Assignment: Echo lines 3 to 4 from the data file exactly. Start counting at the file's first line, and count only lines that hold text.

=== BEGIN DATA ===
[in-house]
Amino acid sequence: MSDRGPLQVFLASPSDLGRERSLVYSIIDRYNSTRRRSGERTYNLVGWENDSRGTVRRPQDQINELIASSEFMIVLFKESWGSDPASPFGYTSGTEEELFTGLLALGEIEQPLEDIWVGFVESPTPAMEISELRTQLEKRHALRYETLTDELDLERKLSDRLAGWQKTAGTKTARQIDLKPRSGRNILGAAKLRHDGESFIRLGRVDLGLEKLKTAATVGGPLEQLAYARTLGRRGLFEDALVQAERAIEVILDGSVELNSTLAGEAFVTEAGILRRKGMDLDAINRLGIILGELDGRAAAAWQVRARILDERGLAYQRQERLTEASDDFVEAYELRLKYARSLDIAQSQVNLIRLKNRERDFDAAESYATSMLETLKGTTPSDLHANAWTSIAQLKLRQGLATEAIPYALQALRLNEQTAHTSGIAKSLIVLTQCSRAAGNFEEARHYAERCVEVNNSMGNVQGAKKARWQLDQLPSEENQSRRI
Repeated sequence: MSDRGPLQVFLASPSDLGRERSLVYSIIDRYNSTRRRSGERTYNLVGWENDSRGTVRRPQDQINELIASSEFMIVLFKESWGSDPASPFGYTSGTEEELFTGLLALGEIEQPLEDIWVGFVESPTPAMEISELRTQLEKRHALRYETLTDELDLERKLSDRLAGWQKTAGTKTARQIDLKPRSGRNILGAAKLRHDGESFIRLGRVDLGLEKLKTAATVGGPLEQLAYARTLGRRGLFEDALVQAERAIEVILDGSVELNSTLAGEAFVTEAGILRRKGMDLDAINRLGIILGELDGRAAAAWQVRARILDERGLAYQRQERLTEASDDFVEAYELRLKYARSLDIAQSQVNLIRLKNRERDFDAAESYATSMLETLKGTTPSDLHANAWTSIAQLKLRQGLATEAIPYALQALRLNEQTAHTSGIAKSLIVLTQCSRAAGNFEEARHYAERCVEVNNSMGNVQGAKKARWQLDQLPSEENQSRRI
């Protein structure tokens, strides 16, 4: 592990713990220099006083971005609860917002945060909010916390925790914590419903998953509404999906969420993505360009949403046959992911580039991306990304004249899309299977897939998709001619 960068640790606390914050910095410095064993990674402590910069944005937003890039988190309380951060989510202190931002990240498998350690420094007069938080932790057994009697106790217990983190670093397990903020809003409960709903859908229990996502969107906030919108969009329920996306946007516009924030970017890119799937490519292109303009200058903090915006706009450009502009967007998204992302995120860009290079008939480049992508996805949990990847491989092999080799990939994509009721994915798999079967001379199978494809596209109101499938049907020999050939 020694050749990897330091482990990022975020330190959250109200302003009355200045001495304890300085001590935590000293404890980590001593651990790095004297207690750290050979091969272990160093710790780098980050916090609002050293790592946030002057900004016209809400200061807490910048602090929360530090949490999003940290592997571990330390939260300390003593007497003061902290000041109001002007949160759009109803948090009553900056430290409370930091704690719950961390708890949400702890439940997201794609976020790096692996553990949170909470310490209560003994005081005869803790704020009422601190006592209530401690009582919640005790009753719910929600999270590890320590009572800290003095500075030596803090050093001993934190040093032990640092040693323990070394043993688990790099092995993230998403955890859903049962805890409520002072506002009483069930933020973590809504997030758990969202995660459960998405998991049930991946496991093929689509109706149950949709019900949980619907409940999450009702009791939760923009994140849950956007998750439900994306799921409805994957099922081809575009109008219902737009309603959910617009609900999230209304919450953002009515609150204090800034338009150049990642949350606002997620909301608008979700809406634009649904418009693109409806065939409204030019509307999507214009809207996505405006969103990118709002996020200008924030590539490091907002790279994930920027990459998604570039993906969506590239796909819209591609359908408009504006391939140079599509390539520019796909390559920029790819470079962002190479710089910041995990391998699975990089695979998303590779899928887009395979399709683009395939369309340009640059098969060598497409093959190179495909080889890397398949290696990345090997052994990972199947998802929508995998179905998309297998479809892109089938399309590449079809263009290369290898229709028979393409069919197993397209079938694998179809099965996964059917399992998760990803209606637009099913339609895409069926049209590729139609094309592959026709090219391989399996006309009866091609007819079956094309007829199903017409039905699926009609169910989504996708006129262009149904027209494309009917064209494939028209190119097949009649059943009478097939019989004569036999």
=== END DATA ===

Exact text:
Repeated sequence: MSDRGPLQVFLASPSDLGRERSLVYSIIDRYNSTRRRSGERTYNLVGWENDSRGTVRRPQDQINELIASSEFMIVLFKESWGSDPASPFGYTSGTEEELFTGLLALGEIEQPLEDIWVGFVESPTPAMEISELRTQLEKRHALRYETLTDELDLERKLSDRLAGWQKTAGTKTARQIDLKPRSGRNILGAAKLRHDGESFIRLGRVDLGLEKLKTAATVGGPLEQLAYARTLGRRGLFEDALVQAERAIEVILDGSVELNSTLAGEAFVTEAGILRRKGMDLDAINRLGIILGELDGRAAAAWQVRARILDERGLAYQRQERLTEASDDFVEAYELRLKYARSLDIAQSQVNLIRLKNRERDFDAAESYATSMLETLKGTTPSDLHANAWTSIAQLKLRQGLATEAIPYALQALRLNEQTAHTSGIAKSLIVLTQCSRAAGNFEEARHYAERCVEVNNSMGNVQGAKKARWQLDQLPSEENQSRRI
């Protein structure tokens, strides 16, 4: 592990713990220099006083971005609860917002945060909010916390925790914590419903998953509404999906969420993505360009949403046959992911580039991306990304004249899309299977897939998709001619 960068640790606390914050910095410095064993990674402590910069944005937003890039988190309380951060989510202190931002990240498998350690420094007069938080932790057994009697106790217990983190670093397990903020809003409960709903859908229990996502969107906030919108969009329920996306946007516009924030970017890119799937490519292109303009200058903090915006706009450009502009967007998204992302995120860009290079008939480049992508996805949990990847491989092999080799990939994509009721994915798999079967001379199978494809596209109101499938049907020999050939 020694050749990897330091482990990022975020330190959250109200302003009355200045001495304890300085001590935590000293404890980590001593651990790095004297207690750290050979091969272990160093710790780098980050916090609002050293790592946030002057900004016209809400200061807490910048602090929360530090949490999003940290592997571990330390939260300390003593007497003061902290000041109001002007949160759009109803948090009553900056430290409370930091704690719950961390708890949400702890439940997201794609976020790096692996553990949170909470310490209560003994005081005869803790704020009422601190006592209530401690009582919640005790009753719910929600999270590890320590009572800290003095500075030596803090050093001993934190040093032990640092040693323990070394043993688990790099092995993230998403955890859903049962805890409520002072506002009483069930933020973590809504997030758990969202995660459960998405998991049930991946496991093929689509109706149950949709019900949980619907409940999450009702009791939760923009994140849950956007998750439900994306799921409805994957099922081809575009109008219902737009309603959910617009609900999230209304919450953002009515609150204090800034338009150049990642949350606002997620909301608008979700809406634009649904418009693109409806065939409204030019509307999507214009809207996505405006969103990118709002996020200008924030590539490091907002790279994930920027990459998604570039993906969506590239796909819209591609359908408009504006391939140079599509390539520019796909390559920029790819470079962002190479710089910041995990391998699975990089695979998303590779899928887009395979399709683009395939369309340009640059098969060598497409093959190179495909080889890397398949290696990345090997052994990972199947998802929508995998179905998309297998479809892109089938399309590449079809263009290369290898229709028979393409069919197993397209079938694998179809099965996964059917399992998760990803209606637009099913339609895409069926049209590729139609094309592959026709090219391989399996006309009866091609007819079956094309007829199903017409039905699926009609169910989504996708006129262009149904027209494309009917064209494939028209190119097949009649059943009478097939019989004569036999």